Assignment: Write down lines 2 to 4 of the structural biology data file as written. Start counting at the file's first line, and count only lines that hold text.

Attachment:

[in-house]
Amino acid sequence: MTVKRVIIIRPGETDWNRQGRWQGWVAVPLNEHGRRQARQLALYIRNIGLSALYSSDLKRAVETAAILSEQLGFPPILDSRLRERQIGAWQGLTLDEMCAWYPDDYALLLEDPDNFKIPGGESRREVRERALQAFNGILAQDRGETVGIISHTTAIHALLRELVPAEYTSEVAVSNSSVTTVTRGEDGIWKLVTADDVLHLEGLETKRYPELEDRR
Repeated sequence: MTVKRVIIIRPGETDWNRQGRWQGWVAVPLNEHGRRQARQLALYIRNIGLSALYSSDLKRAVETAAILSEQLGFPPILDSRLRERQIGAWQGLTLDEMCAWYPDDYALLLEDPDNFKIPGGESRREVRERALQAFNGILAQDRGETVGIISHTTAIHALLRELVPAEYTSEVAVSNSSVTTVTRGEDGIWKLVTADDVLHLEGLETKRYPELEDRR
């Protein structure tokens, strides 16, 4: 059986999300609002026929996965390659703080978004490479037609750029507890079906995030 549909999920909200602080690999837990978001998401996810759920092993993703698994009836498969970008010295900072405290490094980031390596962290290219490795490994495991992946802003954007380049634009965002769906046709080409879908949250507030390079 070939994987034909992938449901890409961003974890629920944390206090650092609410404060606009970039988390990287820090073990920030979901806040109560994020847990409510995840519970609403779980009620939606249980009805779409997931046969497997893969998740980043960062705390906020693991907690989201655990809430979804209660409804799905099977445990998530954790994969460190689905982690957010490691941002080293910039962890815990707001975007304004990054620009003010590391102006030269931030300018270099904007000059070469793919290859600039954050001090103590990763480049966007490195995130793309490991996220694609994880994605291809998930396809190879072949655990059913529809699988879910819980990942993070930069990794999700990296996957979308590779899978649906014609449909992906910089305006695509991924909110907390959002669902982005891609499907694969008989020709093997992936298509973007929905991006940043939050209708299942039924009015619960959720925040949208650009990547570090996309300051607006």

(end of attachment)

Amino acid sequence: MTVKRVIIIRPGETDWNRQGRWQGWVAVPLNEHGRRQARQLALYIRNIGLSALYSSDLKRAVETAAILSEQLGFPPILDSRLRERQIGAWQGLTLDEMCAWYPDDYALLLEDPDNFKIPGGESRREVRERALQAFNGILAQDRGETVGIISHTTAIHALLRELVPAEYTSEVAVSNSSVTTVTRGEDGIWKLVTADDVLHLEGLETKRYPELEDRR
Repeated sequence: MTVKRVIIIRPGETDWNRQGRWQGWVAVPLNEHGRRQARQLALYIRNIGLSALYSSDLKRAVETAAILSEQLGFPPILDSRLRERQIGAWQGLTLDEMCAWYPDDYALLLEDPDNFKIPGGESRREVRERALQAFNGILAQDRGETVGIISHTTAIHALLRELVPAEYTSEVAVSNSSVTTVTRGEDGIWKLVTADDVLHLEGLETKRYPELEDRR
């Protein structure tokens, strides 16, 4: 059986999300609002026929996965390659703080978004490479037609750029507890079906995030 549909999920909200602080690999837990978001998401996810759920092993993703698994009836498969970008010295900072405290490094980031390596962290290219490795490994495991992946802003954007380049634009965002769906046709080409879908949250507030390079 070939994987034909992938449901890409961003974890629920944390206090650092609410404060606009970039988390990287820090073990920030979901806040109560994020847990409510995840519970609403779980009620939606249980009805779409997931046969497997893969998740980043960062705390906020693991907690989201655990809430979804209660409804799905099977445990998530954790994969460190689905982690957010490691941002080293910039962890815990707001975007304004990054620009003010590391102006030269931030300018270099904007000059070469793919290859600039954050001090103590990763480049966007490195995130793309490991996220694609994880994605291809998930396809190879072949655990059913529809699988879910819980990942993070930069990794999700990296996957979308590779899978649906014609449909992906910089305006695509991924909110907390959002669902982005891609499907694969008989020709093997992936298509973007929905991006940043939050209708299942039924009015619960959720925040949208650009990547570090996309300051607006």